Blog posts may be reprinted without permission,
provided a link to www.JeffersonLeadership.com is included.

Climate change, 19th century style

… the change which has taken place in our climate is one of those facts which all men of years are sensible of … I remember that when I was a small boy (say 60. years ago) snows were frequent and deep in every winter; to my knee very often, to my waist sometimes … and I remember, while yet young, to have heard from very old men that, in their youth, the winters had been still colder, with deeper & longer snows. in the year 1772. (37. years ago) we had a snow 2. feet deep in the Champain [level, open]parts of this state, & 3. feet in the counties next below the mountains. that year is still marked in conversation by the designation of ‘the year of the deep snow.
To Nathaniel Chapman, December 11, 1809

Patrick Lee’s Explanation
Honest leaders admit when they can’t deliver.
The physician Chapman asked Jefferson’s help in documenting climate change. Jefferson had little to offer beyond personal recollection and a weather diary he kept in Washington City.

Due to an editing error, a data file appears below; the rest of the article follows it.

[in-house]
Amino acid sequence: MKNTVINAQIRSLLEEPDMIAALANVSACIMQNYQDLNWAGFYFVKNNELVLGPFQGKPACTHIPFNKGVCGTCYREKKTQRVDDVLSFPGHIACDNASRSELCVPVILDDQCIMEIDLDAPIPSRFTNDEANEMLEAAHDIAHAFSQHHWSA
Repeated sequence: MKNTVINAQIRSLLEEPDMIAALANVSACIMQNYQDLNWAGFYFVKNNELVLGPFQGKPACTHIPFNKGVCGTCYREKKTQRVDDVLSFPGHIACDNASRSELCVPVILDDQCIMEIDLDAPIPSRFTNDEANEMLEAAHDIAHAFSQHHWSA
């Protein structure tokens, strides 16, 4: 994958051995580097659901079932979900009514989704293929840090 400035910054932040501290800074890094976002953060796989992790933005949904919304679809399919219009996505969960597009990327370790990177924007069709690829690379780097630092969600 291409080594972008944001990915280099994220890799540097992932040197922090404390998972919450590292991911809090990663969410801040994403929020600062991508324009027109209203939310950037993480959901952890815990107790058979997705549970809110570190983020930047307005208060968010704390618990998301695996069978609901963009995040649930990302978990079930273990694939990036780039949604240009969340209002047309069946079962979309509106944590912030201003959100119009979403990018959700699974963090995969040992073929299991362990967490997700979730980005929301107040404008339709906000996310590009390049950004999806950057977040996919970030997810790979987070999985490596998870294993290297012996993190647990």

That recollection was of colder winters and heavier snowfall in his youth. When he was 29 (in 1772), snow ranged from 2 to 3 feet across Virginia. As President, he documented seven years’ annual snowfall in the nation’s capital from 4.5″ to 21″, the average being 14.5″.

Though lacking empirical data to help Chapman, his personal experience was of noticeably warmer winters over the course of a lifetime. He apologized for not being more able to help a fellow scientist.

… thanks for your excellent program…
I received nothing but compliments for your presentation as Thomas Jefferson.”
Past President, Cole County Historical Society
 Invite Thomas Jefferson to speak.
Call 573-657-2739
This entry was posted in Uncategorized and tagged , , , , , . Bookmark the permalink.

One Response to Climate change, 19th century style

  1. Randall Reeder says:

    Yes, anyone who has been around for many years can remember extremes in weather. Much of what we argue about today is weather, not climate.
    Based on history, a warmer climate is far better than a colder climate. There was once a “Year with no summer” and many died of starvation. President Jefferson was smart enough to not take a stand either for or against “climate change.”

Leave a Reply

Your email address will not be published. Required fields are marked *